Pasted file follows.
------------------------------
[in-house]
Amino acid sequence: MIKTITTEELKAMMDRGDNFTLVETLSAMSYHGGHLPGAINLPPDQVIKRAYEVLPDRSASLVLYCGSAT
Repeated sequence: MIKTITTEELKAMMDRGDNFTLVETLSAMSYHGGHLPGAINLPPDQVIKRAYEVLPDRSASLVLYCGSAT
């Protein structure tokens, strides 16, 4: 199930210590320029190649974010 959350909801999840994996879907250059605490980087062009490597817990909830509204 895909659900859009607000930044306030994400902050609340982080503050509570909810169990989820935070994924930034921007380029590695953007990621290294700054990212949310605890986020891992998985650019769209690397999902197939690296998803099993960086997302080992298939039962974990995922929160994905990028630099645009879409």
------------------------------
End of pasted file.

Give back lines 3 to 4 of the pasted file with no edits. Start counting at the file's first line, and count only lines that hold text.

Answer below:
Repeated sequence: MIKTITTEELKAMMDRGDNFTLVETLSAMSYHGGHLPGAINLPPDQVIKRAYEVLPDRSASLVLYCGSAT
């Protein structure tokens, strides 16, 4: 199930210590320029190649974010 959350909801999840994996879907250059605490980087062009490597817990909830509204 895909659900859009607000930044306030994400902050609340982080503050509570909810169990989820935070994924930034921007380029590695953007990621290294700054990212949310605890986020891992998985650019769209690397999902197939690296998803099993960086997302080992298939039962974990995922929160994905990028630099645009879409």